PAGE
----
Following the Supreme Court docket’s resolution overturning Roe v. Wade, advocates for privateness and reproductive well being have expressed fears that knowledge from period-tracking apps might be used to search out individuals who’ve had abortions.
They’ve a degree. The Well being Insurance coverage Portability and Accountability Act, the federal affected person privateness regulation referred to as HIPAA, doesn’t apply to most apps that monitor menstrual cycles, simply because it doesn’t apply to many well being care apps and at-home check kits.
In 2015, ProPublica reported how HIPAA, handed in 1996, has not saved up with modifications in expertise and doesn’t cowl at-home paternity checks, health trackers or well being apps.
The story featured a girl who bought an at-home paternity check at a neighborhood pharmacy and went on-line to get the outcomes. Part of the lab’s web site handle caught her consideration as a cybersecurity advisor. When she tweaked the URL barely, a protracted listing of check outcomes of some 6,000 different folks appeared.
She complained on Twitter and the positioning was taken down. However when she alerted the Workplace for Civil Rights inside the U.S. Division of Well being and Human Providers, which oversees HIPAA compliance, officers informed her they couldn’t do something about it. That’s as a result of HIPAA solely covers affected person info saved by well being suppliers, insurers and knowledge clearinghouses, in addition to their enterprise companions.
Deven McGraw is the previous deputy director for well being info privateness on the HHS Workplace for Civil Rights. She mentioned the choice overturning Roe, known as Dobbs v. Jackson Ladies’s Well being Group, ought to spark a broader dialog in regards to the limits of HIPAA.
“Rapidly, individuals are waking as much as the concept that there’s plenty of delicate knowledge being collected outdoors of HIPAA and asking, ‘What are we going to do?’” mentioned McGraw, who’s now the lead for knowledge stewardship and knowledge sharing at Invitae, a medical genetics firm. “It’s been that means for some time, however now it’s in sharper aid.”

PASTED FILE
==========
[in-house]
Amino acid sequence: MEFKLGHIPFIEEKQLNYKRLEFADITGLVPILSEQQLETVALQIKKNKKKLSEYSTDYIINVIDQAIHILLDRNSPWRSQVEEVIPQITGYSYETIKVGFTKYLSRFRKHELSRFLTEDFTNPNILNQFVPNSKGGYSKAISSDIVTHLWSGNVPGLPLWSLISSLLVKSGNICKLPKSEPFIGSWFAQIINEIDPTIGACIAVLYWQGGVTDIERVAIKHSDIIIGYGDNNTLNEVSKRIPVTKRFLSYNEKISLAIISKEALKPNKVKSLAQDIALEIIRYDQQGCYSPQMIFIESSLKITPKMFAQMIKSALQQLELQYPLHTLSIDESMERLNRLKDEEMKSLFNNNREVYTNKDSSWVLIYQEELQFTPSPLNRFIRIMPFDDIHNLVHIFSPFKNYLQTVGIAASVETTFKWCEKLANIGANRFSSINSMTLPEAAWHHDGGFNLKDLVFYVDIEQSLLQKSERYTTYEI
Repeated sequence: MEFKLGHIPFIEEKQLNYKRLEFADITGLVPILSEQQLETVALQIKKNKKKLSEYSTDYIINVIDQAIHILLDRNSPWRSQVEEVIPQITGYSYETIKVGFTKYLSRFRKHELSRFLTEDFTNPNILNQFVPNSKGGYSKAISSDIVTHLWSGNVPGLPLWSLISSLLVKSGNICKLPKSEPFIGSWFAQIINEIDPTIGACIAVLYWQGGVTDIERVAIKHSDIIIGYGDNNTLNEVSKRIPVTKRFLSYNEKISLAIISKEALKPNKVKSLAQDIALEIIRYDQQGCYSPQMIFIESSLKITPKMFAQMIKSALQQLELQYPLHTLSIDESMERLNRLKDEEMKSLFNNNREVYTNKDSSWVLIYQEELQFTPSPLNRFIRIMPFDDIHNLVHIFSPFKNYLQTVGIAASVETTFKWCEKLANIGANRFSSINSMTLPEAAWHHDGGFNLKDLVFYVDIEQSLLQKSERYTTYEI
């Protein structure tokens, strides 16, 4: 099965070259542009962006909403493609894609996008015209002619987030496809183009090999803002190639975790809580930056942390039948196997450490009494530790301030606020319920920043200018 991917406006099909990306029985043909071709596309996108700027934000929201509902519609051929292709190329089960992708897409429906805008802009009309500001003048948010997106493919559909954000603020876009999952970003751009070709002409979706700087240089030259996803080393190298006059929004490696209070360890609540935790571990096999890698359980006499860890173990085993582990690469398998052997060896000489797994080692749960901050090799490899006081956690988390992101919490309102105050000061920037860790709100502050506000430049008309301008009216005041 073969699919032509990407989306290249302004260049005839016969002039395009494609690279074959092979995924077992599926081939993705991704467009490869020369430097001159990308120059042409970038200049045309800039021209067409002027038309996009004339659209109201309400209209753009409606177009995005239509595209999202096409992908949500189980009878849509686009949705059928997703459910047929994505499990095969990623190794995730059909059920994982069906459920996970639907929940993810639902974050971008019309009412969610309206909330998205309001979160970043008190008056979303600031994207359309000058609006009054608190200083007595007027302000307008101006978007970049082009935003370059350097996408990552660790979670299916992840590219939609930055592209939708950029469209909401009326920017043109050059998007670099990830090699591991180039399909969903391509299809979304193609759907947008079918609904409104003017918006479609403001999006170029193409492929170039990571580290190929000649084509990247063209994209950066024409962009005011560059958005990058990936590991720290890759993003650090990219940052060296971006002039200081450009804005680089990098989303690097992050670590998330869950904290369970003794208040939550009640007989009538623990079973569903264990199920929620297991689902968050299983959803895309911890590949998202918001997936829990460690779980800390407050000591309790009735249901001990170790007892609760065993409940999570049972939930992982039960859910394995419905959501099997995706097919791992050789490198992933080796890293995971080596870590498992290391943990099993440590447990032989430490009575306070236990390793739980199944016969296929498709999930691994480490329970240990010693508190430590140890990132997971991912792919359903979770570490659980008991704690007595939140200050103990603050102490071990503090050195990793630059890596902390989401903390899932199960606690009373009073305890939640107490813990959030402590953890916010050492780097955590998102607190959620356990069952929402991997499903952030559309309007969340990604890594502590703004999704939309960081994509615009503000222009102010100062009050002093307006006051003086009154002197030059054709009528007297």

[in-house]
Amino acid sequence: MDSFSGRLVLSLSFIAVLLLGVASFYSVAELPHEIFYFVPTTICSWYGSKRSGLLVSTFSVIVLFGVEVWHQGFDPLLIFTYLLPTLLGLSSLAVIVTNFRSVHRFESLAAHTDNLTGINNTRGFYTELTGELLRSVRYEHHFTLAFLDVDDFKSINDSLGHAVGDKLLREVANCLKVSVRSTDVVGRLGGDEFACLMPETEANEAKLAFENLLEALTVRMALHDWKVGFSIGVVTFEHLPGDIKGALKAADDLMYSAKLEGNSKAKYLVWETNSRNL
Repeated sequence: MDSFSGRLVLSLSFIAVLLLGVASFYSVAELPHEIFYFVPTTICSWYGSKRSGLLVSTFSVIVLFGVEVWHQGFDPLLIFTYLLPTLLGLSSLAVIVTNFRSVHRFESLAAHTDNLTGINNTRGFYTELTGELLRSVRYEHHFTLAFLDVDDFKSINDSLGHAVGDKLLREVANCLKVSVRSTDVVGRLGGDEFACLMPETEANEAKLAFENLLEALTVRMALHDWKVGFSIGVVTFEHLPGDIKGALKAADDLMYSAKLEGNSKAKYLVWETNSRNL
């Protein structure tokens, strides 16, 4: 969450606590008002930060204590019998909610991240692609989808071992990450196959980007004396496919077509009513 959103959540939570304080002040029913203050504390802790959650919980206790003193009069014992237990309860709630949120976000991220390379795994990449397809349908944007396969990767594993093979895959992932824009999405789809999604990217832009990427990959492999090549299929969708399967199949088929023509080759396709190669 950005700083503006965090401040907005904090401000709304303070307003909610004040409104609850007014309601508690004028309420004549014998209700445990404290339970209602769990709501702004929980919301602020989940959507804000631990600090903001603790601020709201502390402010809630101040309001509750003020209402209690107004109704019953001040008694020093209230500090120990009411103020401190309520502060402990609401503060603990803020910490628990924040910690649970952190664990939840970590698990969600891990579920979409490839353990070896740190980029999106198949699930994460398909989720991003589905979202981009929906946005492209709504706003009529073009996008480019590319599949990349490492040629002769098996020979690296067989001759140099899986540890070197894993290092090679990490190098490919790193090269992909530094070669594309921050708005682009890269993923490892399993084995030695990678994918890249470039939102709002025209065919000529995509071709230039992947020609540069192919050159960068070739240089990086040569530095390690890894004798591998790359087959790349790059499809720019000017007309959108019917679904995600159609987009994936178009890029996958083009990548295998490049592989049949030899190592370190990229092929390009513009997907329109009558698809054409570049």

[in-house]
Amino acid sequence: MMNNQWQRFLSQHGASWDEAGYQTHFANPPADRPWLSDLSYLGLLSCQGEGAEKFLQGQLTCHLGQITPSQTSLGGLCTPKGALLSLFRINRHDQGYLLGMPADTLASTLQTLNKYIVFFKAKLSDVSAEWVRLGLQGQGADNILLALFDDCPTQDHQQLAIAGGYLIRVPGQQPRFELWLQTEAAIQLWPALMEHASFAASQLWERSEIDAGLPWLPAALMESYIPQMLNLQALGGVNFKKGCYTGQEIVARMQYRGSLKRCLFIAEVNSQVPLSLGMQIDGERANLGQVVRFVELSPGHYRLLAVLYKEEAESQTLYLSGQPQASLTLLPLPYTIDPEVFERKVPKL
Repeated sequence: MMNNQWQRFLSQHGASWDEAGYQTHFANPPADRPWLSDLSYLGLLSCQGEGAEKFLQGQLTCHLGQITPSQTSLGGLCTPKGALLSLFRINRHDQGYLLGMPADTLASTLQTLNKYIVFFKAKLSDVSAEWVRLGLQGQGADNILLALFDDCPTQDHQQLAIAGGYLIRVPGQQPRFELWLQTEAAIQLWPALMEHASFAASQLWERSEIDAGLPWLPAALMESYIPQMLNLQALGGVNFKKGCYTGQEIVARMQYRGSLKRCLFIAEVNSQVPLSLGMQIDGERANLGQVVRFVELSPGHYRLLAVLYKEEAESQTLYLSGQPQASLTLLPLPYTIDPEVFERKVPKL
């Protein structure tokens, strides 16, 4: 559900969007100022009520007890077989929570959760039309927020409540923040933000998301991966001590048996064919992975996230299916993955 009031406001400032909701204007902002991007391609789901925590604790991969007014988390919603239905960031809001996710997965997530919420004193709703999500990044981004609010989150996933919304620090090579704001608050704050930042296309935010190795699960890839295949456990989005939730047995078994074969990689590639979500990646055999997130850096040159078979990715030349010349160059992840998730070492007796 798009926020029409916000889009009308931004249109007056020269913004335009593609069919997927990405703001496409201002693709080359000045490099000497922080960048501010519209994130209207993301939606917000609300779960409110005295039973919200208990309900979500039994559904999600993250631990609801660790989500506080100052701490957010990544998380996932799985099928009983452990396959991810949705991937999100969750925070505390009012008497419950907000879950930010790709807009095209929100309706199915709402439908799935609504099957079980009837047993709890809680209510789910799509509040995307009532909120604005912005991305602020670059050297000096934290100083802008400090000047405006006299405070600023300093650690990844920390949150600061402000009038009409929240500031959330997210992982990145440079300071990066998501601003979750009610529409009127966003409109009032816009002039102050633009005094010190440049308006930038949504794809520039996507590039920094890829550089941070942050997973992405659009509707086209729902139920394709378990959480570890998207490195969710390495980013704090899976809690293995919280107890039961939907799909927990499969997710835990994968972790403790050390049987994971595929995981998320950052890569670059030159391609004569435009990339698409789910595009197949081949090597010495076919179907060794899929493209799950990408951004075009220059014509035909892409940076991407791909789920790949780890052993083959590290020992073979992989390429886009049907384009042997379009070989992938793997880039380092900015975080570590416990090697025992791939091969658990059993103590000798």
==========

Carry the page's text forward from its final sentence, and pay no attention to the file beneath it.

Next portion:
McGraw famous how that’s not simply the case for period-tracking apps but additionally some apps that retailer COVID-19 vaccine data. As a result of Congress wrote HIPAA, lawmakers must replace it to cowl these instances. “Our well being knowledge protections are badly outdated,” she mentioned. “However the businesses can’t repair this. That is on Congress.”
Client Experiences’ digital lab evaluated eight period-tracking apps this spring and located that 4 allowed third-party monitoring by corporations aside from the maker of the app. 4 apps saved knowledge remotely, not simply on the consumer’s gadget. That makes the data probably topic to an information breach or a subpoena from regulation enforcement businesses, although one of many corporations surveyed by Client Experiences has mentioned it might shut down slightly than flip over customers’ knowledge.
In a press launch final week, HHS sought to allay worries with some recommendation that sounds reassuring.
“In line with latest stories, many sufferers are involved that interval trackers and different well being info apps on smartphones might threaten their proper to privateness by disclosing geolocation knowledge which can be misused by these searching for to disclaim care,” HHS mentioned within the launch.
The doc quoted HHS Secretary Xavier Becerra in regards to the protections supplied by HIPAA: “HHS stands with sufferers and suppliers in defending HIPAA privateness rights and reproductive well being care info,” Becerra mentioned. He urged anybody who thinks their privateness rights have been violated to file a grievance with the Workplace for Civil Rights.
The discharge later acknowledged that, typically, HIPAA guidelines don’t shield the privateness or safety of people’ well being info after they entry or retailer it on private cellphones or tablets. It provided steerage on steps folks can take to guard their info.
Because the courtroom’s resolution overturning Roe, some period-tracking apps have taken steps to reduce the chance of private info being shared. One such firm known as Flo mentioned it’s creating an “nameless mode” that may not require customers to supply their identify or e mail handle.
“Flo doesn’t share or promote any well being knowledge with every other firm, however wished to take this extra step to reassure customers who’re residing in states affected by an abortion ban,” the corporate mentioned in a press launch. “You will need to observe that after this mode is activated, customers will not be capable to recuperate knowledge when the gadget is misplaced, modified, or stolen and there could also be limitations to utilizing the app’s full personalization advantages. That is why Flo is providing Nameless Mode as an possibility for involved customers as a substitute of activating it by default.”
In a press release after the Supreme Court docket resolution, the digital civil liberties group Digital Frontier Basis mentioned shoppers ought to take note of “privateness settings on the providers they use, flip off location providers on apps that don’t want them, and use encrypted messaging providers.
“Firms ought to shield customers by permitting nameless entry, stopping behavioral monitoring, strengthening knowledge deletion insurance policies, encrypting knowledge in transit, enabling end-to-end message encryption by default, stopping location monitoring, and guaranteeing that customers get discover when their knowledge is being sought,” the EFF assertion mentioned. “And state and federal policymakers should move significant privateness laws. All of those steps are wanted to guard privateness, and all are lengthy overdue.”
Story by Charles Ornstein